Published on September 14th, 2015 | by Steve Hanley0
New Solar Tracking Technology Boosts Efficiency
A solar cell that tracks the sun’s movement across the sky can generate 40% more electricity than a stationary panel. But tracking devices add complexity and cost. They also are subject to malfunction due to ice, snow, or high winds.
Researchers at the University of Michigan, led by Max Shtein and Stephen Forrest, both professors of materials science and engineering, say they have devised a new solar tracking technology that follows the sun without moving an entire solar panel. They cut solar cells into specific designs using kirigami, a variation of origami which entails cutting in addition to folding, reports CleanTechnica.
Making a specific kirigami cut creates strips in a solar cell. By pulling the two ends in opposite directions, the strips can make the solar cells tilt and assume a desired angle. Done correctly, the structure changes shape in a way that prevents the individual strips from casting shadows on each other and the “waviness” of the new form does not detract from solar performance.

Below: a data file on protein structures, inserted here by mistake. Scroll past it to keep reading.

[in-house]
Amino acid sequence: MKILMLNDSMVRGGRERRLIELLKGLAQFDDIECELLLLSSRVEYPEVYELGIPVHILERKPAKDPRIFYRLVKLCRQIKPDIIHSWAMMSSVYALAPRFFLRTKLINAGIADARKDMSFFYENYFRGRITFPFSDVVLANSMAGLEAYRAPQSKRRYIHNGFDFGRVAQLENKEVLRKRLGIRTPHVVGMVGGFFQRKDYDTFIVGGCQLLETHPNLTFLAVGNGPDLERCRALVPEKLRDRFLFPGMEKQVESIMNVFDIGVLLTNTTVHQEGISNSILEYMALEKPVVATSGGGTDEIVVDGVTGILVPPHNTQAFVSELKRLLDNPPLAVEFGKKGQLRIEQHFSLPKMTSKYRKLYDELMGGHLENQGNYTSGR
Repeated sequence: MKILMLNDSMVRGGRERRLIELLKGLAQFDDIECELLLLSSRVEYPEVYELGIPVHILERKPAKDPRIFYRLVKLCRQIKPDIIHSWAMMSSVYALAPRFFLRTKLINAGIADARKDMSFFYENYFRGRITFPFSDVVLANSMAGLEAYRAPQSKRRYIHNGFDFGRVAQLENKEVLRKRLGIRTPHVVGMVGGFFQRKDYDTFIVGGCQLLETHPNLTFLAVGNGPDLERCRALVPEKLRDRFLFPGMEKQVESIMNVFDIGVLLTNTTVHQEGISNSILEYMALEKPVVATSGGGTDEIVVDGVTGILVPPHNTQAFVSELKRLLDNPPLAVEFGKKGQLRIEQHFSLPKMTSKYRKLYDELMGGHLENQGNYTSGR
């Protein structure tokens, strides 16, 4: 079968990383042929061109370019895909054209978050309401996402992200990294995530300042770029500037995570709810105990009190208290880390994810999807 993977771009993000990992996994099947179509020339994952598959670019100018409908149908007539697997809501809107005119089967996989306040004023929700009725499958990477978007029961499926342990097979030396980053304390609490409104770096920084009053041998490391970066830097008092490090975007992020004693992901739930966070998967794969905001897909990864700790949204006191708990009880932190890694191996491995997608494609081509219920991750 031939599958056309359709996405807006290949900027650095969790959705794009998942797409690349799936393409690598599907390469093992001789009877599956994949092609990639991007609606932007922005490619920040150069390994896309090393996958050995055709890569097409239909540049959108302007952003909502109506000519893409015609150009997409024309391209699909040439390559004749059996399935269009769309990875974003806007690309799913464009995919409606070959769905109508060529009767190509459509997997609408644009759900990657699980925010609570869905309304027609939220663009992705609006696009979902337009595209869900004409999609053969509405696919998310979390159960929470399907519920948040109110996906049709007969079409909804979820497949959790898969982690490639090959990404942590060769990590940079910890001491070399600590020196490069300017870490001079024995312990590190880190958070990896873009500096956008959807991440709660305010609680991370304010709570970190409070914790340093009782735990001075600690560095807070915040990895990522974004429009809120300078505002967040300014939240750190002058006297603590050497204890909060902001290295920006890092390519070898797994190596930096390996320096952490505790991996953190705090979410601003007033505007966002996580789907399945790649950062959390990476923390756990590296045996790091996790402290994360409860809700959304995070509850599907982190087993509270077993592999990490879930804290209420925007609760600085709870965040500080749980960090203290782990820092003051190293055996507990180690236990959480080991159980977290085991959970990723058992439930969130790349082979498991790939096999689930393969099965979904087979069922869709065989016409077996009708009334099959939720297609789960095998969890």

The kirigami approach makes it possible to generate more electricity while using the same amount of semiconducting material and is nearly as effective as conventional tracking systems, says Shtein. Most of those systems are cumbersome and costly. Not only that, they don’t work well on most pitched rooftop systems, which account for the majority of rooftop solar installations.
The University of Michigan system uses flexible solar cells made of gallium arsenide. The research is only at the “proof of concept” phase and will take a lot more work before the system is suitable for commercial applications. The researchers need to devise a system for encasing the structures to protect them against the weather and provide mechanical support. Then they will need small electric motors to pull the cells apart at specific times during the day.
“It doesn’t take much force at all,” says Shtein. Although the approach is best suited for thin, flexible materials; in principle, it could work with “almost any kind of solar cell,” he says.